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The memo never actually says why going after medicinal marijuana users is not an efficient use of federal resources. However, it seems to imply that the main inefficiency is the inevitable argument with the state, rather than the tears of the ill.
Ahh, that's a good possibility. So is that a legally acceptable position for the federal government to take? I would think not!
And yes, stating that arguing with state laws in inefficient does seem to be sliding back toward the build-up to the civil war. But that's not necessarily a bad thing. The civil war was absolutely necessary, because slavery had to be ended.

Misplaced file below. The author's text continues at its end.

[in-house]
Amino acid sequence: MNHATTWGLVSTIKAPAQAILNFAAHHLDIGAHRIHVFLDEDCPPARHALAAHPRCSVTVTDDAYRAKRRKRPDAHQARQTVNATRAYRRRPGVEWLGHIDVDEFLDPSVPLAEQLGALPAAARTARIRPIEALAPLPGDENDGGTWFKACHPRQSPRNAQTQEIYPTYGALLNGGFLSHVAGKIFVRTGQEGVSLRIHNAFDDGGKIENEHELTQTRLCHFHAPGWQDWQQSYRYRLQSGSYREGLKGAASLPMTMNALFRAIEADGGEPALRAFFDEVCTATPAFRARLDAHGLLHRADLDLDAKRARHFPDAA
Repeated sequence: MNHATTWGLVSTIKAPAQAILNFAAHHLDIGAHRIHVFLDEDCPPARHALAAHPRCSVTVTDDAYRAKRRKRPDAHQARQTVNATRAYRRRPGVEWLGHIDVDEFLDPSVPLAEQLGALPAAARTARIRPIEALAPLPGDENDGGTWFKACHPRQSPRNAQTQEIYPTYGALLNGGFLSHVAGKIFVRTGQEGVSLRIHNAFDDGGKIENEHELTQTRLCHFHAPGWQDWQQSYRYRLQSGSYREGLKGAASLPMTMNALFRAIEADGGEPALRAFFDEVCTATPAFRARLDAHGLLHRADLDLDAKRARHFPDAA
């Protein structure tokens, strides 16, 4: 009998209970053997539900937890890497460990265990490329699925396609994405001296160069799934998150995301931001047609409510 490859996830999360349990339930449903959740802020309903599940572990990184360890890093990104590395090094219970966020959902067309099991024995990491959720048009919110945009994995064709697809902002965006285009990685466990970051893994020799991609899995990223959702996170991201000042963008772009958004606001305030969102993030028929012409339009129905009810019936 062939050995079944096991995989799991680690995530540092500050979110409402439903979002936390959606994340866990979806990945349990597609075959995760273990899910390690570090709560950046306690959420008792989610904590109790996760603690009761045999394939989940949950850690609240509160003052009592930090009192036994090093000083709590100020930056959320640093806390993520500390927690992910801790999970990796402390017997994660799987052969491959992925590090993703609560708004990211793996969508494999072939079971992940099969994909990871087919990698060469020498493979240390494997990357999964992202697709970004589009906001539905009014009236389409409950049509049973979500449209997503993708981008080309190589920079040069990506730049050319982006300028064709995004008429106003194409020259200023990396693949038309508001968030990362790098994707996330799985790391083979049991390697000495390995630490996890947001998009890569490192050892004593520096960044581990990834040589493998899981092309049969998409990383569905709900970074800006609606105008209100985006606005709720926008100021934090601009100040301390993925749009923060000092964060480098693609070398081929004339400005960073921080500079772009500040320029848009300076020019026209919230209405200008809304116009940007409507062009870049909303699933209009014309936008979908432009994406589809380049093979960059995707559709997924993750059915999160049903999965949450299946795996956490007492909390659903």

Um - you're going backwards here. Or are you saying that medical pot is a big enough issue that we should be digressing toward civil war over it? Me, personally - I think once the issue of states rights was settled, the federal government shouldn't be allowing it to rear its head again. As I said before, this isn't just about pot to me. Once the federal government starts letting the states peck away, they are going to keep pecking away until they hit something big.
 
  • #86
turbo
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Me, personally - I think once the issue of states rights was settled, the federal government shouldn't be allowing it to rear its head again.